Padraig Martin #racist #wingnut #fundie #dunning-kruger

[From "In Defense of Slavery"]

The United States has tried desperately to impose a collective guilt upon the South for the “peculiar institution” of slavery. Like most Yankee mythologies, their arguments are grounded in partial truths and revisionist history[…]Southerners have been forced to make a choice: support their historic icons and monuments which are now equated to a support for slavery or reject them[…]
Well before the South was created, humans have taken other humans and impressed them into service[…]
That which made the African slave trade unique was its predatory fraternal nature. In Africa, a superior tribe would defeat an inferior tribe, enslave them[…]
That which made African slaves so appealing were multifold. To begin, the climate of Dixie was unlike the Anglo-Celtic islands from which early Southerners derived. The fair skinned Anglos were not built to work in the overwhelming heat of Virginia or the Carolinas in the 1600s[…]
The fact that the United States[…]was neither unique globally nor inconsistent with Christian norms. Slavery was a biblical institution[…]Slaves were treated much like valuable livestock[…]They were certainly treated better than their captors treated them in Africa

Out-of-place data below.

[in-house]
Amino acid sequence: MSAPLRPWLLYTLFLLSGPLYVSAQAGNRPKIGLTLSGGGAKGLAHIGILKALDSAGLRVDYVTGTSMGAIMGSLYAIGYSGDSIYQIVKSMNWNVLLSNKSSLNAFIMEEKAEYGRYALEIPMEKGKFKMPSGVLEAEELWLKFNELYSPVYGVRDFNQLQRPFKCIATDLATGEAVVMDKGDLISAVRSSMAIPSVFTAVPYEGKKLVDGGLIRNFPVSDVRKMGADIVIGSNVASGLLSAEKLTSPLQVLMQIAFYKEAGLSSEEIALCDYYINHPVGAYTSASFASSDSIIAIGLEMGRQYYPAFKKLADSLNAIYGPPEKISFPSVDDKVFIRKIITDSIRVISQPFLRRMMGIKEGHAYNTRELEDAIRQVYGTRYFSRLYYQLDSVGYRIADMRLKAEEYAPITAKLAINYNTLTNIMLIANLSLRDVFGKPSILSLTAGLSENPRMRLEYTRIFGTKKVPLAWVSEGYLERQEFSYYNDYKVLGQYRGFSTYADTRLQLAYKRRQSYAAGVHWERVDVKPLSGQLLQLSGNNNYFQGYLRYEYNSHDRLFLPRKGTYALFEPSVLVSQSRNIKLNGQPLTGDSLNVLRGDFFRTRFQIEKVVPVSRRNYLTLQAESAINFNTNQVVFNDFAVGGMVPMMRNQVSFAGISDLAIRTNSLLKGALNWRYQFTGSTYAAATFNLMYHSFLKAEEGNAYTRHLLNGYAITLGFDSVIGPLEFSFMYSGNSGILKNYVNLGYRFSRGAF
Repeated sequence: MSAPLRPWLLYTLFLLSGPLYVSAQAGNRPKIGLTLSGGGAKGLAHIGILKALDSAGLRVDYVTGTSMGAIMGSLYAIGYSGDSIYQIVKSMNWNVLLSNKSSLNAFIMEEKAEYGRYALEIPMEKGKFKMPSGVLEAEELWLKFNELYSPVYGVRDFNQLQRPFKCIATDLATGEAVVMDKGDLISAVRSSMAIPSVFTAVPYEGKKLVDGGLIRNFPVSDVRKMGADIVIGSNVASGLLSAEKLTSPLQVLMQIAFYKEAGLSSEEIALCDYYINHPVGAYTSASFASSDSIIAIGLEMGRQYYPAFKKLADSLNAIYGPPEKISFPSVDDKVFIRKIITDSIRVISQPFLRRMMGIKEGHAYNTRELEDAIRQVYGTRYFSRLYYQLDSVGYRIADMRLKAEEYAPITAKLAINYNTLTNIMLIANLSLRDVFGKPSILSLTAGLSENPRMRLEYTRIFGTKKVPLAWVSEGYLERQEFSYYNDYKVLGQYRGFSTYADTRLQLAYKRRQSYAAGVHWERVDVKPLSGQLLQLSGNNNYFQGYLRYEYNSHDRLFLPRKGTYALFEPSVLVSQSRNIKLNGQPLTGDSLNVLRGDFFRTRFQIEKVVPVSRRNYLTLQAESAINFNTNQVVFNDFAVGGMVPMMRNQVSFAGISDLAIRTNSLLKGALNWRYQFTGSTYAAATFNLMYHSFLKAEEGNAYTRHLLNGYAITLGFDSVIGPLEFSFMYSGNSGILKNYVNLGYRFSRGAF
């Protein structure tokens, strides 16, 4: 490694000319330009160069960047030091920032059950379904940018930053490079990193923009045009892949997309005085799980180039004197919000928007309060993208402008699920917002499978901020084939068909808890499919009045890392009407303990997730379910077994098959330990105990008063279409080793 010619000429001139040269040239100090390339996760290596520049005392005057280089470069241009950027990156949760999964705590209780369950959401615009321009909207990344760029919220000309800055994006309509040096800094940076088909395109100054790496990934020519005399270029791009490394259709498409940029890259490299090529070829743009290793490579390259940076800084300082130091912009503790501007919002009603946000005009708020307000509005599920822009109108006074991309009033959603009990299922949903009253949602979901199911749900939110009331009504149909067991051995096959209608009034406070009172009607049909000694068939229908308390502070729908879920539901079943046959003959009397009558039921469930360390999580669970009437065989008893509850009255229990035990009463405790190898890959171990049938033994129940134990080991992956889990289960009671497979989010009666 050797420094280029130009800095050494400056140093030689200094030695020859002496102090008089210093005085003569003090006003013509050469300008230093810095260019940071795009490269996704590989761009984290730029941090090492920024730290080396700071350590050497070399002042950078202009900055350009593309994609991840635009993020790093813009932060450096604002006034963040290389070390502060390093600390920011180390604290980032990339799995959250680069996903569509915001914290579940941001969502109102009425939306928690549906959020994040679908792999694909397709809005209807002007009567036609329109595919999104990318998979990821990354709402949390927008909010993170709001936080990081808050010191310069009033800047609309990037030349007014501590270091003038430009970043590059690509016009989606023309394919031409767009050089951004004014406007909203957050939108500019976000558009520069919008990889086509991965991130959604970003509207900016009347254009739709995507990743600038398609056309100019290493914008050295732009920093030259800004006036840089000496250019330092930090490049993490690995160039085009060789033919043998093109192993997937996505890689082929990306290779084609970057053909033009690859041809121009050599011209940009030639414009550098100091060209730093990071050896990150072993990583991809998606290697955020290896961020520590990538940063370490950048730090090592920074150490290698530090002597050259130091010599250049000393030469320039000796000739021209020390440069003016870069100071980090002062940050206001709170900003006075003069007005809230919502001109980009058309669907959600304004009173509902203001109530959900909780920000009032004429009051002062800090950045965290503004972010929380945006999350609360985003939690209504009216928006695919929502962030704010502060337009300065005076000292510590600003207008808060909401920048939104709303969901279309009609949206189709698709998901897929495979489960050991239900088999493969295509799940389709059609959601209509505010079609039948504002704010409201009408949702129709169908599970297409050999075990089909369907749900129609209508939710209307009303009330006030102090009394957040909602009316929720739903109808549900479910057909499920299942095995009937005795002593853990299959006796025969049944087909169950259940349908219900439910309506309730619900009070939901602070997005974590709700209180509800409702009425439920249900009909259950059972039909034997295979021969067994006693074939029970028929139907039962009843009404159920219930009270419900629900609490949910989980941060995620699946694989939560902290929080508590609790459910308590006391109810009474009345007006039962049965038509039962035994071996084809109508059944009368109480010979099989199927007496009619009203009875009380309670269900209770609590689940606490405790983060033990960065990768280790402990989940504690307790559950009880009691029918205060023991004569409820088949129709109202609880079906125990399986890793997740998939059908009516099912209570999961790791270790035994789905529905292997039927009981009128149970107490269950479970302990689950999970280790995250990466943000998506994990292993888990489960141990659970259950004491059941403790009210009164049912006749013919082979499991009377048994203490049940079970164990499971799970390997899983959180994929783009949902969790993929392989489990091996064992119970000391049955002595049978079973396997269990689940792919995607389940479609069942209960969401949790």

With the exception of a handful of slave owners in the United States who mistreated their slaves, Africans and later blacks enjoyed parallel societies that would eventually become the basis of self-imposed segregated communities in Dixie[…]
Did the South need slaves? Absolutely the South needed slaves. The United States needed slaves. Southerners have nothing for which to be ashamed. They enjoyed the benefits of a timeless institution, endorsed by God Himself, and built a powerful nation-state through the use of human labor[…]
Was slavery wrong? No, it was not wrong. The only thing that was wrong was ending the institution without a viable plan to return them to Africa



So were we! You can find all of this, and more, on Fundies Say the Darndest Things!

To post a comment, you'll need to Sign in or Register. Making an account also allows you to claim credit for submitting quotes, and to vote on quotes and comments. You don't even need to give us your email address.